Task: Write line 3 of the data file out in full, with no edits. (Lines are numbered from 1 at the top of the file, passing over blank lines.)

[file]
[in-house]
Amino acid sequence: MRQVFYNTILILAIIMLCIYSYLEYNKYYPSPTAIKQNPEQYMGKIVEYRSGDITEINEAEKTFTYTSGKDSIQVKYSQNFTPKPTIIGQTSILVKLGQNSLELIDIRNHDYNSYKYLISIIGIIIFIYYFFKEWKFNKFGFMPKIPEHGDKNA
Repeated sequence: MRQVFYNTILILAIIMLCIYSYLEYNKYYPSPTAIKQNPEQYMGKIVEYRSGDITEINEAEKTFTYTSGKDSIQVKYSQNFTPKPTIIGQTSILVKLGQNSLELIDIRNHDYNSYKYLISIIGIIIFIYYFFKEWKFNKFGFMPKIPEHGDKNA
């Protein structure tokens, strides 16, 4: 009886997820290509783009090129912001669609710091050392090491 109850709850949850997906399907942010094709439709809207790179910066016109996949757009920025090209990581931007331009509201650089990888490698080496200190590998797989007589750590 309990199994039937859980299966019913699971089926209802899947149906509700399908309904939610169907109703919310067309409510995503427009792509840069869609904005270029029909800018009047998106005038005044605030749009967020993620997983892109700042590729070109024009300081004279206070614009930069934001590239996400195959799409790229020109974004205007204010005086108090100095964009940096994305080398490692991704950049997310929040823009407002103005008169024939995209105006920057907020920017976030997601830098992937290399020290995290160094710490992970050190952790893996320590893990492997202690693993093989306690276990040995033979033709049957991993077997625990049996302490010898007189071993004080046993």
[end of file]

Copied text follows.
Repeated sequence: MRQVFYNTILILAIIMLCIYSYLEYNKYYPSPTAIKQNPEQYMGKIVEYRSGDITEINEAEKTFTYTSGKDSIQVKYSQNFTPKPTIIGQTSILVKLGQNSLELIDIRNHDYNSYKYLISIIGIIIFIYYFFKEWKFNKFGFMPKIPEHGDKNA